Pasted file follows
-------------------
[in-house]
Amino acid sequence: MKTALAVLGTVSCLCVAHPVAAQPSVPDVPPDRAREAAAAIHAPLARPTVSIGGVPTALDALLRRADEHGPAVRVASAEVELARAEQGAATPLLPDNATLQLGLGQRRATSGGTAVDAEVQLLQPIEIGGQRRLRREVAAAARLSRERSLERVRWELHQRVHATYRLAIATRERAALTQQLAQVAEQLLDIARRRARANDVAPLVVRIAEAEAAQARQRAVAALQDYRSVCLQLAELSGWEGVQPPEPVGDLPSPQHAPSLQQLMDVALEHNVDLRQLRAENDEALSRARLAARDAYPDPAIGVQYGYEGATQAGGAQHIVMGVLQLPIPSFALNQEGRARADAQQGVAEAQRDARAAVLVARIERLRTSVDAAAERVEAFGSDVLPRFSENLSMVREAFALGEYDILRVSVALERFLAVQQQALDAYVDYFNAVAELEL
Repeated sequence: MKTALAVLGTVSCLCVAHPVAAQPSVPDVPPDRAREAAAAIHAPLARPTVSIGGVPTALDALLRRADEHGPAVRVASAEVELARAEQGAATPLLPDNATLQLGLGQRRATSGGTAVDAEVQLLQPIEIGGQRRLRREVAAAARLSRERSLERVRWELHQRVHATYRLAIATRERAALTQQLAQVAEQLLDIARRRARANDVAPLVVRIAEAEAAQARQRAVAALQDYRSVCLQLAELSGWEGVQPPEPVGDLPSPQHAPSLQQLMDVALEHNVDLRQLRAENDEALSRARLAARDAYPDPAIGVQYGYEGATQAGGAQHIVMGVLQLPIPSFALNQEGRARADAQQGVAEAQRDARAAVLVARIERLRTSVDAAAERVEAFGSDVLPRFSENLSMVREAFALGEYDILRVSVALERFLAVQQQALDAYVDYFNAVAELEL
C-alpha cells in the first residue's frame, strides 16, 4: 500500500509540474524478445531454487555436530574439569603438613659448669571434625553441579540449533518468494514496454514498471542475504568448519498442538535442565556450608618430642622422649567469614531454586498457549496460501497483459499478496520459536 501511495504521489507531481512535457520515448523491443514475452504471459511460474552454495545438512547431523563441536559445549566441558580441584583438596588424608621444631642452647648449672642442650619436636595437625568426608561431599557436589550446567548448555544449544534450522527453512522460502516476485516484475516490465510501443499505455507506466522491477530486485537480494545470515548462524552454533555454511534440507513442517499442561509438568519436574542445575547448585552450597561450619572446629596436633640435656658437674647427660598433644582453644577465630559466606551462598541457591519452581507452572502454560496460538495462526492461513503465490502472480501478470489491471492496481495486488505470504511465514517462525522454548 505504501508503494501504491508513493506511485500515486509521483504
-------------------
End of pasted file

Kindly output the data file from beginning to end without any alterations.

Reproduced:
[in-house]
Amino acid sequence: MKTALAVLGTVSCLCVAHPVAAQPSVPDVPPDRAREAAAAIHAPLARPTVSIGGVPTALDALLRRADEHGPAVRVASAEVELARAEQGAATPLLPDNATLQLGLGQRRATSGGTAVDAEVQLLQPIEIGGQRRLRREVAAAARLSRERSLERVRWELHQRVHATYRLAIATRERAALTQQLAQVAEQLLDIARRRARANDVAPLVVRIAEAEAAQARQRAVAALQDYRSVCLQLAELSGWEGVQPPEPVGDLPSPQHAPSLQQLMDVALEHNVDLRQLRAENDEALSRARLAARDAYPDPAIGVQYGYEGATQAGGAQHIVMGVLQLPIPSFALNQEGRARADAQQGVAEAQRDARAAVLVARIERLRTSVDAAAERVEAFGSDVLPRFSENLSMVREAFALGEYDILRVSVALERFLAVQQQALDAYVDYFNAVAELEL
Repeated sequence: MKTALAVLGTVSCLCVAHPVAAQPSVPDVPPDRAREAAAAIHAPLARPTVSIGGVPTALDALLRRADEHGPAVRVASAEVELARAEQGAATPLLPDNATLQLGLGQRRATSGGTAVDAEVQLLQPIEIGGQRRLRREVAAAARLSRERSLERVRWELHQRVHATYRLAIATRERAALTQQLAQVAEQLLDIARRRARANDVAPLVVRIAEAEAAQARQRAVAALQDYRSVCLQLAELSGWEGVQPPEPVGDLPSPQHAPSLQQLMDVALEHNVDLRQLRAENDEALSRARLAARDAYPDPAIGVQYGYEGATQAGGAQHIVMGVLQLPIPSFALNQEGRARADAQQGVAEAQRDARAAVLVARIERLRTSVDAAAERVEAFGSDVLPRFSENLSMVREAFALGEYDILRVSVALERFLAVQQQALDAYVDYFNAVAELEL
C-alpha cells in the first residue's frame, strides 16, 4: 500500500509540474524478445531454487555436530574439569603438613659448669571434625553441579540449533518468494514496454514498471542475504568448519498442538535442565556450608618430642622422649567469614531454586498457549496460501497483459499478496520459536 501511495504521489507531481512535457520515448523491443514475452504471459511460474552454495545438512547431523563441536559445549566441558580441584583438596588424608621444631642452647648449672642442650619436636595437625568426608561431599557436589550446567548448555544449544534450522527453512522460502516476485516484475516490465510501443499505455507506466522491477530486485537480494545470515548462524552454533555454511534440507513442517499442561509438568519436574542445575547448585552450597561450619572446629596436633640435656658437674647427660598433644582453644577465630559466606551462598541457591519452581507452572502454560496460538495462526492461513503465490502472480501478470489491471492496481495486488505470504511465514517462525522454548 505504501508503494501504491508513493506511485500515486509521483504